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Love ‘em or hate ‘em, superhero movies have defined the industry for well over a decade and show no signs of slowing. If anything, we’re just going to keep getting more and more of them – they’re appointment films in a business that is dying for anything that will ensure big box office receipts. Considering the faltering movie theater model, expect studios to keep pushing this kind of franchise-friendly fare.

Me? I love superhero movies. Do I recognize the more cynical motives behind them? Sure! Do I care? Not in the least!

So I was thrilled to finally see “Wonder Woman 1984.” As someone who, despite my job, is still steering clear of movie theaters, having the opportunity to see this movie in my own home via HBO Max was fantastic. Given the extended drought of superhero cinema, I was primed to dig this movie even though Marvel > DC, in my opinion.

And guess what? I dug it!

Directed by Patty Jenkins – who returned to the franchise after helming 2017’s excellent “Wonder Woman” – from a script she co-wrote with Geoff Johns and Dave Callaham, “Wonder Woman 1984” is engaging enough, though it doesn’t quite capture the same lightning in a bottle energy of the previous film. There are some great set pieces, solidly charismatic lead performances and a couple of really going-for-it supporting turns – enough to make for a flawed-but-satisfying moviegoing experience.

Published in Movies

Few filmmakers are as habitually freewheeling as Steven Soderbergh, constantly willing to move in different directions and try new things. He’s unafraid to shift creative gears, trusting in his abilities and the abilities of those around him to make it work – and it usually does.

Take “Let Them All Talk,” his newest offering now available via HBO Max. Shot in a quasi-indie manner, it’s an amiable and chatty dramady that takes place on a trans-Atlantic cruise. The kicker, of course, is that it was filmed during an actual crossing, with all that that entailed. Soderbergh assembled an incredible cast, led by Meryl Streep, and kept it simple, using mostly natural light and minimal equipment to film.

The end result – ostensibly written by noted short story writer Deborah Eisenberg, though much of the dialogue was improvised by the cast – is an extremely watchable, albeit light, story of renewed and new connections. It’s not a film where a lot actually happens, but the people to whom stuff isn’t happening are engaging enough to get you to stick around. A good hang.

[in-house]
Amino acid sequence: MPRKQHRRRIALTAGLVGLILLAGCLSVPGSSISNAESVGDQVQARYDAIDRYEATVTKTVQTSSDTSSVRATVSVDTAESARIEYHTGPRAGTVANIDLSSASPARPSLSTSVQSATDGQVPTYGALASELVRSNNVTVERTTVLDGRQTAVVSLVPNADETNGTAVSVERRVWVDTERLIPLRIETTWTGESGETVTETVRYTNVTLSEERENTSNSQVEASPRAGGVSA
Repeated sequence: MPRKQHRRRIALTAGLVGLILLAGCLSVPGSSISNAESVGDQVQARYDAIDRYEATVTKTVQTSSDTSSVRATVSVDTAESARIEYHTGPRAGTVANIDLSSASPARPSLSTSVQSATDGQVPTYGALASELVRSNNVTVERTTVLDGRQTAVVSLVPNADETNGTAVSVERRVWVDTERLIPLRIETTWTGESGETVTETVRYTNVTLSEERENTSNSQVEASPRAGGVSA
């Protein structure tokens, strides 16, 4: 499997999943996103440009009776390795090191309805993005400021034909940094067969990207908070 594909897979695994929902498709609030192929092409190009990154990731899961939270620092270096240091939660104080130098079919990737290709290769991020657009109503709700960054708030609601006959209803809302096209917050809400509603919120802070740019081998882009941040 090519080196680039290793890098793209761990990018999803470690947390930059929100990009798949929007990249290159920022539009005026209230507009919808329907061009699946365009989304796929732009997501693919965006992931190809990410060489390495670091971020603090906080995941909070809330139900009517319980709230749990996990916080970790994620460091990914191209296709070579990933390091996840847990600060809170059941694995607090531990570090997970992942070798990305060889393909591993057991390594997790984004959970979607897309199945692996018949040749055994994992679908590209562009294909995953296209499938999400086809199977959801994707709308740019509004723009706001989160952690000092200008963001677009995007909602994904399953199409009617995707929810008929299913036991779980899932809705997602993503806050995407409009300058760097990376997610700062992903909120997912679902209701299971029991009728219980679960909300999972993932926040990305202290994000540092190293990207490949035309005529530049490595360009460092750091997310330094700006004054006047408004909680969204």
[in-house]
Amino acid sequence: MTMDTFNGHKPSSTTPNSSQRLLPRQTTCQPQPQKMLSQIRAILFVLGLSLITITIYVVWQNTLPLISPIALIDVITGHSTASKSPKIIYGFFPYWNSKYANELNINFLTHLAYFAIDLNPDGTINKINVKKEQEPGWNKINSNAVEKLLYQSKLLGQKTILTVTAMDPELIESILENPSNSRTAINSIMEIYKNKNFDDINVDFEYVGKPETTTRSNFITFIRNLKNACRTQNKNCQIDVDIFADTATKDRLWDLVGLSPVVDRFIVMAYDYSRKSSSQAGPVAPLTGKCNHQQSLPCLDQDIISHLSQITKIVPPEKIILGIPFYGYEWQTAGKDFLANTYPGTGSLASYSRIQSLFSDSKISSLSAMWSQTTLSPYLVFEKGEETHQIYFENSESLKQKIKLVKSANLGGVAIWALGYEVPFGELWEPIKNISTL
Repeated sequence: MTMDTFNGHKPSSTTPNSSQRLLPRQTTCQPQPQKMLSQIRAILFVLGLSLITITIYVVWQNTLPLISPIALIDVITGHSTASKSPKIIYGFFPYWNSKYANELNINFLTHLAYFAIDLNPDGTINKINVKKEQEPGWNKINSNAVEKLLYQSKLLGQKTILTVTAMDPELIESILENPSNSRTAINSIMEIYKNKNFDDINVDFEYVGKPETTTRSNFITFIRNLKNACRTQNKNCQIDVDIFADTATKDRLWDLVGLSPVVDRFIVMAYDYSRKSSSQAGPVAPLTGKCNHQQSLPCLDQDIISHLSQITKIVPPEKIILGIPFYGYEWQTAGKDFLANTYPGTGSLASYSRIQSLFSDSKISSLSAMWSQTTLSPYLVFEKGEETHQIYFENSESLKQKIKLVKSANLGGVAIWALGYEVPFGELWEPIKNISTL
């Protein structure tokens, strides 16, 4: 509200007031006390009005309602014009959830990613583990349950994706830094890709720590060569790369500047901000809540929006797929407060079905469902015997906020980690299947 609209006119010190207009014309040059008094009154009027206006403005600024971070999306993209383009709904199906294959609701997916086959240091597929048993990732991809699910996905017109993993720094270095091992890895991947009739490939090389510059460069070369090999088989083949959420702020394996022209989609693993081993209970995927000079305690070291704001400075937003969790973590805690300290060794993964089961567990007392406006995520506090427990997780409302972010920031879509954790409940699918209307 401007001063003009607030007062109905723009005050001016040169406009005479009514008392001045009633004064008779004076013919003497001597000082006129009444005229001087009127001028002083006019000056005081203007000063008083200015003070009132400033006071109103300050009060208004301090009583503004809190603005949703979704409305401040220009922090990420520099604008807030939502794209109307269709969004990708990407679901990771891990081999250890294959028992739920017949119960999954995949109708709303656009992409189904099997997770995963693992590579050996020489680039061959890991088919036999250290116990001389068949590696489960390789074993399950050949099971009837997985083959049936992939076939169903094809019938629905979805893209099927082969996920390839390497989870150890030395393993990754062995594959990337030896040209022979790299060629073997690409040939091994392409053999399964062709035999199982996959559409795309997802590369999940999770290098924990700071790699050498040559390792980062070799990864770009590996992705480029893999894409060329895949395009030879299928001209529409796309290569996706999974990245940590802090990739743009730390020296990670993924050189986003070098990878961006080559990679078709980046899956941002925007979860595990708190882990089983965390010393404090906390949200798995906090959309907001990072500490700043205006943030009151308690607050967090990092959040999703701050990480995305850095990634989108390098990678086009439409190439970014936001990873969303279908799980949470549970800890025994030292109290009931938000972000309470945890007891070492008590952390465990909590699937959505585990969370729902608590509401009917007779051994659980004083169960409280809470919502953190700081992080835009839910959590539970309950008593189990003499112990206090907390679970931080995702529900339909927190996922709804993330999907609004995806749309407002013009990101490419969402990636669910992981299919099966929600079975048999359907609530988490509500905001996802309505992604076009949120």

Published in Style

Nearly half-a-century ago, an event took place that has captivated and confounded people ever since. Something so outlandish, so unbelievable, so inscrutable that it can’t help but be fascinating even now, almost 50 years since it happened.

All I have to say is a name: D.B. Cooper. If you know, you know. If you don’t, well – he’s the man who, back in 1971, executed what remains the only unsolved skyjacking in the history of American aviation. He leapt into the night carrying $200,000 dollars, the plane in the skies over Washington state … and was never seen again.

“The Mystery of D.B. Cooper” – written and directed by John Dower – is a documentary that offers its viewers a potential solution to its titular question. Or rather – four solutions. Dower’s film features four primary subjects, each of whom shares the unshakeable belief that they know who D.B. Cooper was.

And they have four different answers.

Published in Adventure
Monday, 30 November 2020 14:47

‘Superintelligence’ not too bright

Creative collaborations between couples can be a wonderful thing. Two people taking advantage of their personal connection to enhance their creative work has vast potential. We’ve seen it a million times at the movies – think Greta Gerwig and Noah Baumbach or Helena Bonham Carter and Tim Burton, with one member of the pairing in front of the camera and the other behind.

Melissa McCarthy and Ben Falcone have this sort of collaborative relationship. Their latest team-up – their fourth with McCarthy starring and Falcone directing – is “Superintelligence,” currently streaming on HBO Max. However, this particular pairing, while robust in quantity, doesn’t quite live up to some of the others as far as quality is concerned.

This new film, the story of a newly self-aware AI deciding to use the most average person in the world to determine the ultimate fate of humanity, is a fairly lukewarm effort. The characterizations are thin and the story is needlessly convoluted, and while there are a handful of decent jokes and moments of physical comedy, the majority of the humor is built on a rickety foundation of pop culture references and overlong bits. McCarthy’s charm keeps it from completely collapsing, but her talents aren’t enough to fully salvage the experience.

Published in Movies

Among those who know me, my general ambivalence with regard to music is well-documented. It’s not that I don’t like music, it’s that I don’t have the same kind of connection to it that so many of my fellow creatively inclined types do. But there are exceptions, certain artists and eras that have worked their way past my general indifference and into my heart.

One such artist is David Byrne. From his early days with Talking Heads to his robust and varied solo career, I’ve always felt an affinity for Byrne’s work, a connection to his music and message – appropriate, really, considering the omnipresence of the idea of connection throughout his work.

That’s a big reason why I was so excited to check out “American Utopia” – currently streaming on HBO MAX – a filmed version of the stage show of the same name that Byrne launched just over a year ago. Another big reason is the fact that this concert film would be directed by none other than Spike Lee, another artist I admire – one who also digs deep into the idea of connection in his work, albeit from a different perspective than Byrne. Obviously, with two creative powerhouses like Byrne and Lee teaming up, this was going to be good.

Still, I was not prepared for just HOW good.

Published in Style

For many people, some of their most beloved memories are of amusement parks and the rides available there. Whether we’re talking about Disney World or the local carnival or anything in between, there’s a joy that comes from the combination of fun and fear that springs from a well-made ride.